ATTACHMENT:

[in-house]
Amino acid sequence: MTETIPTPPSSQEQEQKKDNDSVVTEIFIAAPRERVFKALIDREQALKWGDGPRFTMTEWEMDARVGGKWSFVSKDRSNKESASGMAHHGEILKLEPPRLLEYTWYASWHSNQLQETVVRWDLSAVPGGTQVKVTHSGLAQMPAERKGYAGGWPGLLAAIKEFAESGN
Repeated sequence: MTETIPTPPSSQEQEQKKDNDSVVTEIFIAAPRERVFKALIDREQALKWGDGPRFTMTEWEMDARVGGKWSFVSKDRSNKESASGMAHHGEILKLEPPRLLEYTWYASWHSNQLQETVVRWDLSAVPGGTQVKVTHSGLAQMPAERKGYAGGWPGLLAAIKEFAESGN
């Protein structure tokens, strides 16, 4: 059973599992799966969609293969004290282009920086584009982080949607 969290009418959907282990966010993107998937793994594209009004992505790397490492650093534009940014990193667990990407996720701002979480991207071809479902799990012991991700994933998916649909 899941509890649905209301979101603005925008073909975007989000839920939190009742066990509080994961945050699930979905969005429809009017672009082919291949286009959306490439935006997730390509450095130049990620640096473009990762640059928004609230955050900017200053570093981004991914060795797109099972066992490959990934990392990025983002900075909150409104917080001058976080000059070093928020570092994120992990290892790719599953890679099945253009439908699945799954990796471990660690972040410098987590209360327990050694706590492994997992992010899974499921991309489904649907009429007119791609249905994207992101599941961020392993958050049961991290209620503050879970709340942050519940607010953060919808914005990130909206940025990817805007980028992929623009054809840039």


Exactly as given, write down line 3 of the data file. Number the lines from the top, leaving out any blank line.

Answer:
Repeated sequence: MTETIPTPPSSQEQEQKKDNDSVVTEIFIAAPRERVFKALIDREQALKWGDGPRFTMTEWEMDARVGGKWSFVSKDRSNKESASGMAHHGEILKLEPPRLLEYTWYASWHSNQLQETVVRWDLSAVPGGTQVKVTHSGLAQMPAERKGYAGGWPGLLAAIKEFAESGN